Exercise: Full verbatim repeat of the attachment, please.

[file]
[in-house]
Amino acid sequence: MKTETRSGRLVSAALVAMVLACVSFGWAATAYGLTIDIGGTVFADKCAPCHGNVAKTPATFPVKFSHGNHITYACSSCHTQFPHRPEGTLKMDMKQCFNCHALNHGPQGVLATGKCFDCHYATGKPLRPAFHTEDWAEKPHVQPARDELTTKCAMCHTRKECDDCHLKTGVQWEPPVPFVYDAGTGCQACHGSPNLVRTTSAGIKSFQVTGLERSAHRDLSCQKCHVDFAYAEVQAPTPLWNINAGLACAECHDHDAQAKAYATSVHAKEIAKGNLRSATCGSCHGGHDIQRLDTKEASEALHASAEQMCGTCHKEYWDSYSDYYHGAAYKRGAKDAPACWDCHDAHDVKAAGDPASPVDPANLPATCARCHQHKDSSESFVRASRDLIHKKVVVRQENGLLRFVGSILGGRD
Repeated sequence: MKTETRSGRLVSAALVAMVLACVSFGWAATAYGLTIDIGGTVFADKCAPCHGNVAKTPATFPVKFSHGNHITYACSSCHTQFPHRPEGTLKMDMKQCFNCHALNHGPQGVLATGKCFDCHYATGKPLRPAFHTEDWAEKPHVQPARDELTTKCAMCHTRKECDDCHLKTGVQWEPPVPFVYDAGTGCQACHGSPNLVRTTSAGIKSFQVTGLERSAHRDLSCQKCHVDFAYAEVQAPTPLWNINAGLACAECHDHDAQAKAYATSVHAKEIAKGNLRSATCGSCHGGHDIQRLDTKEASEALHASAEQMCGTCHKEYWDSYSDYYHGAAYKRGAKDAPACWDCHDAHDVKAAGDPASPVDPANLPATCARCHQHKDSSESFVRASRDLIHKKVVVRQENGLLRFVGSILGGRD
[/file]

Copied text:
[in-house]
Amino acid sequence: MKTETRSGRLVSAALVAMVLACVSFGWAATAYGLTIDIGGTVFADKCAPCHGNVAKTPATFPVKFSHGNHITYACSSCHTQFPHRPEGTLKMDMKQCFNCHALNHGPQGVLATGKCFDCHYATGKPLRPAFHTEDWAEKPHVQPARDELTTKCAMCHTRKECDDCHLKTGVQWEPPVPFVYDAGTGCQACHGSPNLVRTTSAGIKSFQVTGLERSAHRDLSCQKCHVDFAYAEVQAPTPLWNINAGLACAECHDHDAQAKAYATSVHAKEIAKGNLRSATCGSCHGGHDIQRLDTKEASEALHASAEQMCGTCHKEYWDSYSDYYHGAAYKRGAKDAPACWDCHDAHDVKAAGDPASPVDPANLPATCARCHQHKDSSESFVRASRDLIHKKVVVRQENGLLRFVGSILGGRD
Repeated sequence: MKTETRSGRLVSAALVAMVLACVSFGWAATAYGLTIDIGGTVFADKCAPCHGNVAKTPATFPVKFSHGNHITYACSSCHTQFPHRPEGTLKMDMKQCFNCHALNHGPQGVLATGKCFDCHYATGKPLRPAFHTEDWAEKPHVQPARDELTTKCAMCHTRKECDDCHLKTGVQWEPPVPFVYDAGTGCQACHGSPNLVRTTSAGIKSFQVTGLERSAHRDLSCQKCHVDFAYAEVQAPTPLWNINAGLACAECHDHDAQAKAYATSVHAKEIAKGNLRSATCGSCHGGHDIQRLDTKEASEALHASAEQMCGTCHKEYWDSYSDYYHGAAYKRGAKDAPACWDCHDAHDVKAAGDPASPVDPANLPATCARCHQHKDSSESFVRASRDLIHKKVVVRQENGLLRFVGSILGGRD